(Marcus Sandl, “Development as Possibility” in ssner16_econom)

Computing Humans: Turing’s Machines

Turing’s On Computable Numbers minimizes and analyzes the process of manual computation, as it was performed by human computers. His analysis was sufficiently precise and detailed, that it could be translated into an “Automata”, thus giving us the automatic computer.

Computers as Humans: The ENEAC

Humans Operating Computers: The IBM 701

Systemization of Computer Operation: ??

Sharing Time with the Automatic Operating System: MULTICS

Communal Computing: UNIX

Subsequent and Future Unfoldings:

  • Personal Computing
  • Networked Computing
  • “Cloud” computing
  • Containerization/DevOps/Monorepos etc
    • Engineering the engineering organization into a box

Themes

Internalization

Most of the things we currently think of as parts of a computer used to be considered as ancillary devices. These have all been miniaturized, accelerated, automated, and internalized.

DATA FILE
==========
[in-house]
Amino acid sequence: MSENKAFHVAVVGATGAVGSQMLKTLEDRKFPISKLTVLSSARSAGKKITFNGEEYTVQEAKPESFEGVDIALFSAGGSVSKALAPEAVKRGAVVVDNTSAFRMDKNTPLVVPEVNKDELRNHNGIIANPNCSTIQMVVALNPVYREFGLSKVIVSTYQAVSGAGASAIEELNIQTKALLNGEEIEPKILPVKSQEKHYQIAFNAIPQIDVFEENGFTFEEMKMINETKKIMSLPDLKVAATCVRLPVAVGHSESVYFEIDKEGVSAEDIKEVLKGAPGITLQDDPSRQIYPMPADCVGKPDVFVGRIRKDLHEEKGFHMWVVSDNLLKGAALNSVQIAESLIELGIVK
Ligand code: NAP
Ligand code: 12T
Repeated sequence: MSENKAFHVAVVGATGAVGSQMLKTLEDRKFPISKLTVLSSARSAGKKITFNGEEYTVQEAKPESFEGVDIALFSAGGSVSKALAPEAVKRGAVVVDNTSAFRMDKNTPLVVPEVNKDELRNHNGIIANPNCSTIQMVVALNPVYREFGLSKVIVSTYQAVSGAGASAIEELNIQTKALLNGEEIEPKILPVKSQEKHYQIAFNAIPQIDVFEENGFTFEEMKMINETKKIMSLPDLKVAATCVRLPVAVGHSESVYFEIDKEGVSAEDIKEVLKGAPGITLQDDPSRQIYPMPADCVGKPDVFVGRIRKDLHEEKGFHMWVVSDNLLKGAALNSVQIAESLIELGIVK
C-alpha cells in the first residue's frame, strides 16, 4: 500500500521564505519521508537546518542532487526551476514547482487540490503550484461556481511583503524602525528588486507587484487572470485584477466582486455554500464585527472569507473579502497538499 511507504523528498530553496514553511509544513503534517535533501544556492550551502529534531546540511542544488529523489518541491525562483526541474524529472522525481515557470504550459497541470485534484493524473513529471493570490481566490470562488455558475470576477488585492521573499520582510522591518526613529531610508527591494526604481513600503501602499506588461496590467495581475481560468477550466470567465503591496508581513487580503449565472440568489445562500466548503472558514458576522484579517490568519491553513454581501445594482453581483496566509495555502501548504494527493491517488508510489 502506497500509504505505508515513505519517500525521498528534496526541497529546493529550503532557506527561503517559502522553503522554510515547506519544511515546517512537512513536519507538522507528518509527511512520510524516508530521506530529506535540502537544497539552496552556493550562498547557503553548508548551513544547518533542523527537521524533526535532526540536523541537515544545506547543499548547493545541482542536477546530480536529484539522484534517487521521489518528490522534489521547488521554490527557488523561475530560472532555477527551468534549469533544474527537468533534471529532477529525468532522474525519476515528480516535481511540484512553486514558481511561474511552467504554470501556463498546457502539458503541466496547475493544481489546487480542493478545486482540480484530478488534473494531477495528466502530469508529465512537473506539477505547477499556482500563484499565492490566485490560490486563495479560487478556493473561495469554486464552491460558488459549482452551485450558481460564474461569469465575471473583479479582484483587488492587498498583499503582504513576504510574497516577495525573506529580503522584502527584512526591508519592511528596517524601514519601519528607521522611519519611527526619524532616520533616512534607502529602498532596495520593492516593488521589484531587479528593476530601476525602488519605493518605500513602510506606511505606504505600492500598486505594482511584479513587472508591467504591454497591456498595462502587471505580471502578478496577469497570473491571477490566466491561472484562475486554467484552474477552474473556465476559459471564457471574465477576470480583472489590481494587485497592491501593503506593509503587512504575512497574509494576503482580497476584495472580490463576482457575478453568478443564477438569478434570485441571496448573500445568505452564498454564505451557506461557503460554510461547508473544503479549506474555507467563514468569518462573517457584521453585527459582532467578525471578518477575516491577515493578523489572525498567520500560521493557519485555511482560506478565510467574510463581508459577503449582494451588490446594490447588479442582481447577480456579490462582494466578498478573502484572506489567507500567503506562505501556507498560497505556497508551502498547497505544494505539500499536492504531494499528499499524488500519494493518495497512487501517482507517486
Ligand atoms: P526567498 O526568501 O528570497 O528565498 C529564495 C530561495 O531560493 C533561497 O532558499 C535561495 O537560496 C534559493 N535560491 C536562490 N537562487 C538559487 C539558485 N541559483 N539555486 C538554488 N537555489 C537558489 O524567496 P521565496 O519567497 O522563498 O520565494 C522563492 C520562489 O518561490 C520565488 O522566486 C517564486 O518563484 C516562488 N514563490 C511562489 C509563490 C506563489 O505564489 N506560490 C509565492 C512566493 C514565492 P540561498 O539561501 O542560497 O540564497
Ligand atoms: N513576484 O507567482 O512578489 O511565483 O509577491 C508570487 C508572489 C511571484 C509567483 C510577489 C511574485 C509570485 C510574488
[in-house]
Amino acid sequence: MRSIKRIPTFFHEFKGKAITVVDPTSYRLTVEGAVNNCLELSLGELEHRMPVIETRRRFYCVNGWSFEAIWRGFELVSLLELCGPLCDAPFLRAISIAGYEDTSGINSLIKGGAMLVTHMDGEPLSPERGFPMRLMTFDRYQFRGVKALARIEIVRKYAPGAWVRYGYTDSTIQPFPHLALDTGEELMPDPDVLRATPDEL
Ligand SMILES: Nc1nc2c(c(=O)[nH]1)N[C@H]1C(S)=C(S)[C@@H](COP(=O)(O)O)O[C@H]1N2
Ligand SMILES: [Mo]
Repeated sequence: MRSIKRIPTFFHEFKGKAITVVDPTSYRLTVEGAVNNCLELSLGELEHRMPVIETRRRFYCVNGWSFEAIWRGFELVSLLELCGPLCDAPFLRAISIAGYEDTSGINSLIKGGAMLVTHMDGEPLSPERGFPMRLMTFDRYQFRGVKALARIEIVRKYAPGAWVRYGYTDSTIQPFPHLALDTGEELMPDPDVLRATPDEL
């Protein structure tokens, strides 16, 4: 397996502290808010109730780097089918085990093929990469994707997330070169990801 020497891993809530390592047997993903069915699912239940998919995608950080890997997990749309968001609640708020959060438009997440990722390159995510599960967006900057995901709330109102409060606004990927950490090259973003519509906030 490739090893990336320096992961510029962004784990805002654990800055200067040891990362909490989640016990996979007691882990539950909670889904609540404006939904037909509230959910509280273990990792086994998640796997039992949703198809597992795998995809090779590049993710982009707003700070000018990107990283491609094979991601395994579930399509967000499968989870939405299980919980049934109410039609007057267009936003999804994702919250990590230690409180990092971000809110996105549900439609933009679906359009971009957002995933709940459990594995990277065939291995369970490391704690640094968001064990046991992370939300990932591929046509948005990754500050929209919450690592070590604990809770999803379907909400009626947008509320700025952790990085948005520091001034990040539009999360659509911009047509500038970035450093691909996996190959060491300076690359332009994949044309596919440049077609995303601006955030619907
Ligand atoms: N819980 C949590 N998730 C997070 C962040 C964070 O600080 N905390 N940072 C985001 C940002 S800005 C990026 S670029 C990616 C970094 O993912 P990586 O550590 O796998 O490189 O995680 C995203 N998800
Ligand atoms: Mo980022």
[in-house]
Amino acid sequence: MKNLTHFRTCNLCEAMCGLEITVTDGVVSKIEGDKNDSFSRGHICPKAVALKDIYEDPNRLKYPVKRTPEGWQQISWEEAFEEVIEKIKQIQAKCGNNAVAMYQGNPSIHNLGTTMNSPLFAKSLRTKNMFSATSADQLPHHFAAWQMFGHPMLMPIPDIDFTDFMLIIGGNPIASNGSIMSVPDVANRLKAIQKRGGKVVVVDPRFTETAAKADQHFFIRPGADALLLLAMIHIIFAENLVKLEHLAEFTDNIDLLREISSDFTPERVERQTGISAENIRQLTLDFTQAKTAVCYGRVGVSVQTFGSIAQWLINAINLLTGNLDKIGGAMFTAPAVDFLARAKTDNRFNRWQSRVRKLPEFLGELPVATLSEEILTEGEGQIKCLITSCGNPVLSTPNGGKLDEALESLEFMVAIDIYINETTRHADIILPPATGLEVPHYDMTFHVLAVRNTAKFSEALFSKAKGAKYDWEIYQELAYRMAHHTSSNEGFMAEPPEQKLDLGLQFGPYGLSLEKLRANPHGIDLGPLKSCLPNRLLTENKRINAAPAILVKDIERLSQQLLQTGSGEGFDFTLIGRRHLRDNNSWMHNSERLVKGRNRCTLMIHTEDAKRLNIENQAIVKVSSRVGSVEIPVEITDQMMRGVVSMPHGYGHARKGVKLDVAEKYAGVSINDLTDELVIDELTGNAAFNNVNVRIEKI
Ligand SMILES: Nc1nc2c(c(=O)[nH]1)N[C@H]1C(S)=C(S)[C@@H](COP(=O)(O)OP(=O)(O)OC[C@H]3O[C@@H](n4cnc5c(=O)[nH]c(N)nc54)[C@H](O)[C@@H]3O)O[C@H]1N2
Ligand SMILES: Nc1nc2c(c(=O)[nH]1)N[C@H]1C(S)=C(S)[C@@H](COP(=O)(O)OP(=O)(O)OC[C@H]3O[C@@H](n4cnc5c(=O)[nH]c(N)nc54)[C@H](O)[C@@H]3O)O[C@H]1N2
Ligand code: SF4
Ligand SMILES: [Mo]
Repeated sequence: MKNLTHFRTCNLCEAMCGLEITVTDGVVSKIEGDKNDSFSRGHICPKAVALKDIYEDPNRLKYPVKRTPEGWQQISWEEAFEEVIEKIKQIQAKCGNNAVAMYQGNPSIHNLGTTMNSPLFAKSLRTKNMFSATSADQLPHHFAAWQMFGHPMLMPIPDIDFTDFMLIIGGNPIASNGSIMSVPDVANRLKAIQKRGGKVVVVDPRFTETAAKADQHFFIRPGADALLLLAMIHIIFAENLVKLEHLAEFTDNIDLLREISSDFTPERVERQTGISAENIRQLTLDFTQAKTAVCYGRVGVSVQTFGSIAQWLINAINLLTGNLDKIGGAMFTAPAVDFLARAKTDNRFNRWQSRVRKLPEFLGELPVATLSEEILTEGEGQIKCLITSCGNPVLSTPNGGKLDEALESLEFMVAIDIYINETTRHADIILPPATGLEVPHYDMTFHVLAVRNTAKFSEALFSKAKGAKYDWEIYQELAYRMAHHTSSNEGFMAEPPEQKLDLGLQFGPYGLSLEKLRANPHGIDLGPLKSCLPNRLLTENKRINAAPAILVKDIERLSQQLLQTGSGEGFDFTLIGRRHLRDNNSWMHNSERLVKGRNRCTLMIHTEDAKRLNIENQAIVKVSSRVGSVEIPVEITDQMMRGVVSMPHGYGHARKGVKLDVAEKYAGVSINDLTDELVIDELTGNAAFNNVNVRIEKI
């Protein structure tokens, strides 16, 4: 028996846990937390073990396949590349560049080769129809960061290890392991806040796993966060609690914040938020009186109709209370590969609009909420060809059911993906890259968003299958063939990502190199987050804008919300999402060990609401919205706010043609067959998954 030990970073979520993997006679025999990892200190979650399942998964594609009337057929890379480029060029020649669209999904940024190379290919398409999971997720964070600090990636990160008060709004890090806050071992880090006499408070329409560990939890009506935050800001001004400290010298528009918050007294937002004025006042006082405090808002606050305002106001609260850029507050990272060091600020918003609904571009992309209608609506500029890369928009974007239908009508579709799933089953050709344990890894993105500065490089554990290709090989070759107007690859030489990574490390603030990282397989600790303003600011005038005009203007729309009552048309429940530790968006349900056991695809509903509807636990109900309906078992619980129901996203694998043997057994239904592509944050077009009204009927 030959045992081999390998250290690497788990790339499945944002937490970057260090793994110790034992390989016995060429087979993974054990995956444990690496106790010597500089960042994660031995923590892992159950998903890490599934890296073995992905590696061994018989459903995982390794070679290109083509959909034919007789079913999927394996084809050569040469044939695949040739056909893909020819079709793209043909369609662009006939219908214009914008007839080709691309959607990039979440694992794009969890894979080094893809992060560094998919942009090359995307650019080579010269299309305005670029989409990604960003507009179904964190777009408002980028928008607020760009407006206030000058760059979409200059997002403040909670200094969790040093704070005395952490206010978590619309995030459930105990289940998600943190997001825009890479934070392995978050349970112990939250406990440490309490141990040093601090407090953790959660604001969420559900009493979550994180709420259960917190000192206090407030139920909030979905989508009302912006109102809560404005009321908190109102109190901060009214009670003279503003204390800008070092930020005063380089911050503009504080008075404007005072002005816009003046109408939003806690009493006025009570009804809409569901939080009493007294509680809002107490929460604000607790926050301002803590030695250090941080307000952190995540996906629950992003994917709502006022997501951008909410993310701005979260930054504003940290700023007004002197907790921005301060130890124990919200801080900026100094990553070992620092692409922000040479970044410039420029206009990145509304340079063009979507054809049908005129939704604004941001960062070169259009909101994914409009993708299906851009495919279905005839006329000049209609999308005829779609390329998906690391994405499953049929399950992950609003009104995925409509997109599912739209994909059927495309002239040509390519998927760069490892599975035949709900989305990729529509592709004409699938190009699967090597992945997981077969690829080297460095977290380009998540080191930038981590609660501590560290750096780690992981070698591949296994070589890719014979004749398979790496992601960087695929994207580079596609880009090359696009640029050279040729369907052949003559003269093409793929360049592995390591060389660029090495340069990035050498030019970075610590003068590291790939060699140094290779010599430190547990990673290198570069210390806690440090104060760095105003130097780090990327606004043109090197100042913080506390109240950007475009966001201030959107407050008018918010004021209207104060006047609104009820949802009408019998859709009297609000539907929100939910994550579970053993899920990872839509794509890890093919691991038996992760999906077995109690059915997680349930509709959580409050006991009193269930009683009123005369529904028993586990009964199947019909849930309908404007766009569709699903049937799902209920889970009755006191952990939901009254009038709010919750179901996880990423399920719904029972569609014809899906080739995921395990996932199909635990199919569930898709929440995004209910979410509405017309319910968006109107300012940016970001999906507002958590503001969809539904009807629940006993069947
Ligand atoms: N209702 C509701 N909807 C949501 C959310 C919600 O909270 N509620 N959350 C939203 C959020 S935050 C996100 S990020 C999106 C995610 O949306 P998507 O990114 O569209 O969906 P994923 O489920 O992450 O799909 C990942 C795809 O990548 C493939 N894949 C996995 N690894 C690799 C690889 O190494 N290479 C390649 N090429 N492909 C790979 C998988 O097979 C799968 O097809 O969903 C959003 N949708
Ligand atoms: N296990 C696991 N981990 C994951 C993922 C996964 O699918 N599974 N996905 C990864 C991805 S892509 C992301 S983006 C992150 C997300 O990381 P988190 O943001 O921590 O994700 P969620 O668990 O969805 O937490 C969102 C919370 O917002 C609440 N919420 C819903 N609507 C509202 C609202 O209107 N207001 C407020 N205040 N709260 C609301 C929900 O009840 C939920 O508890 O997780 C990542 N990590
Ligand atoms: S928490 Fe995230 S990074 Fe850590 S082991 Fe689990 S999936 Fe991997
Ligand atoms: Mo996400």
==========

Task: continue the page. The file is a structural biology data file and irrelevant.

The Mechanical Turk

Our automated systems of operation begin as humans working to mimic the machine. (See Turing’s making this explicit – and thereby giving the general form of the mechanization of human activity – and see the development of the operating system described bellow).

Thus, the enduring force of the allegory of the mechanical turk.

The evolution and transformation of human being

Questions

What is a shell?

If you are familiar with the computery sense of shell, there’s a good chance you think a shell is something particular to a command-line terminal environment. In that case, you can join me and others I’ve talked to in being delightfully surprised to learn that shell, even in the narrow computery sense, is a much more general thing: “a user interface for access to an operating system’s services”1.